The largest law enforcement organization in Texas announced Wednesday they are joining other police associations, unions and organizations across the country in calling for a boycott of all Quentin Tarantino’s movies after the Hollywood director marched against police shootings in Manhattan.
The 20,000 strong Combined Law Enforcement Associations of Texas (CLEAT) is encouraging others to boycott Tarantino’s upcoming film, The Hateful Eight, as well as all of his movies.
“Having served 30 years as a law enforcement officer, I am outraged that an American film producer and director would be in the streets of a major city inciting riots and protesting against law enforcement officers who lay their lives on the line every day,” said Sergeant Todd Harrison, President of CLEAT.
“Accusing law enforcement of being murderers just days after a New York officer was killed is not only disgraceful but is an attempt to create a divide between law enforcement and the community,” stated Harrison. “He is obviously supporting violence against police officers.”
Tarantino merged with other demonstrators on Saturday in Greenwich Village’s Washington Square to march along Sixth Avenue as organized by the New York group RiseUpOctober. Ironically, police officers insured the safety and peace for the protesters by cordoning off a lane of traffic for them. As they paraded, some shouted with megaphones and waved signs.
Patrick Lynch, the head of the New York Patrolmen’s Benevolent Association, spoke out against Tarantino on Sunday, calling him a “purveyor of degeneracy” because his statements were “slanderous ‘Cop Fiction’.”
“It’s no surprise that someone who makes a living glorifying crime and violence is a cop-hater, too,” Lynch said in a statement. “The police officers that Quentin Tarantino calls ‘murderers’ aren’t living in one of his depraved big screen fantasies – they’re risking and sometimes sacrificing their lives to protect communities from real crime and mayhem.”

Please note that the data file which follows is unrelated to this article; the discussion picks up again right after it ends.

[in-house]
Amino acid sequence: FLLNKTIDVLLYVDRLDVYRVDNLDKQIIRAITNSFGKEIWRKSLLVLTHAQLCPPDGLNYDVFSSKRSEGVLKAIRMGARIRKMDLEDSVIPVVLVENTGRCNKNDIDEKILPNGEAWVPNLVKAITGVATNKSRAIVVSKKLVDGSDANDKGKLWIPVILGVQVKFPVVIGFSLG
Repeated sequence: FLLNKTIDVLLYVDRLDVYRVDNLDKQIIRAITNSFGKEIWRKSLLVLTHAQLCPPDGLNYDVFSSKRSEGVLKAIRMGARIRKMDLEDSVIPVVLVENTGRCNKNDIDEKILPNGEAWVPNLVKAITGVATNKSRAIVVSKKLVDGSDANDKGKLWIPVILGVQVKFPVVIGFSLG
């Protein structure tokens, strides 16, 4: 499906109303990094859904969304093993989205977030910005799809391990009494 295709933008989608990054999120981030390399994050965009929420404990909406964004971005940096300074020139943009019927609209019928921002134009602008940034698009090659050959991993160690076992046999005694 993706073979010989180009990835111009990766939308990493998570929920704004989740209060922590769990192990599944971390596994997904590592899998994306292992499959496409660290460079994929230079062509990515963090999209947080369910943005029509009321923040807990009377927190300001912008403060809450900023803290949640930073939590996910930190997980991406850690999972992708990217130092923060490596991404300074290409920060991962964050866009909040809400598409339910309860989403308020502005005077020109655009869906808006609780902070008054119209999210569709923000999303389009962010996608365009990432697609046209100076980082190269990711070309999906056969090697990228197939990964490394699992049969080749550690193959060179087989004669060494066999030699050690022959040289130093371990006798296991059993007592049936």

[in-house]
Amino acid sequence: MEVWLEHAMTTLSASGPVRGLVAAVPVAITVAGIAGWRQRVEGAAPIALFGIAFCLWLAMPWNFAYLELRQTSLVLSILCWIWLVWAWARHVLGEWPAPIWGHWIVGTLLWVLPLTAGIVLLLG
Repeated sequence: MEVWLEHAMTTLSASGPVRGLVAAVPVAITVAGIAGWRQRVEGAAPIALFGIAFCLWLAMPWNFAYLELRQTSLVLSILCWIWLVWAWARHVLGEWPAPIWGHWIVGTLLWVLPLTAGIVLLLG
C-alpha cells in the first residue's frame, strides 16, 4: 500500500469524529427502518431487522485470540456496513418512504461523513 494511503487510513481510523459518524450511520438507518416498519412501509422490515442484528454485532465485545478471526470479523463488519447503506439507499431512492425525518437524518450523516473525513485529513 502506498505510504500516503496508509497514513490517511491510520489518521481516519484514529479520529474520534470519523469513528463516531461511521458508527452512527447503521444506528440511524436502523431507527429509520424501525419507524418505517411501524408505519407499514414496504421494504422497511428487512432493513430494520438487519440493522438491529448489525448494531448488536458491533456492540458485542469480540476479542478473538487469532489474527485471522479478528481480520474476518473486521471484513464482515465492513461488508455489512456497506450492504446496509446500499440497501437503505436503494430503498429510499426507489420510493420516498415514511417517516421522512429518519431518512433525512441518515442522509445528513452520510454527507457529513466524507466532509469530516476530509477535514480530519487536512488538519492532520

“Rank and file officers protect the wealth of people like Quentin Tarantino and deserve better than to be ridiculed and disrespected,” said Charley Wilkison, CLEAT’s Executive Director.
“This is total hypocrisy from someone who has reaped the rewards of wealth that was created and protected by American workers,” Wilkison remarked. “If he’ll say this about law enforcement, you know what he thinks about other public workers such as firefighters and teachers, who also make sacrifices for our community.”
Los Angeles Police Protective League President Craig Lally said their organization was joining in the boycott of Tarantino’s films because of the director’s comments, just days after NYPD Officer Randolph Holder was shot and killed by chasing a suspect in East Harlem, encouraged attacks on officers.
“We fully support constructive dialogue about how police interact with citizens. But there is no place for inflammatory rhetoric that makes police officers even bigger targets than we already are,” Lally said in a statement this week. “Film director Quentin Tarantino took irresponsibility to a new and completely unacceptable level this past weekend by referring to police as murderers during an anti-police march in New York.”
Tarantino movie fan, Bob Whitaker of San Antonio, Texas said “as much as I enjoy his movies, I’m just going to have to set them out. There are too many good movies coming out at Christmas and if I feel I have to see The Hateful Eight, I’ll wait until it comes out on DVD rental or something. I just can’t support his actions against the people who put their lives out there to protect us each day.”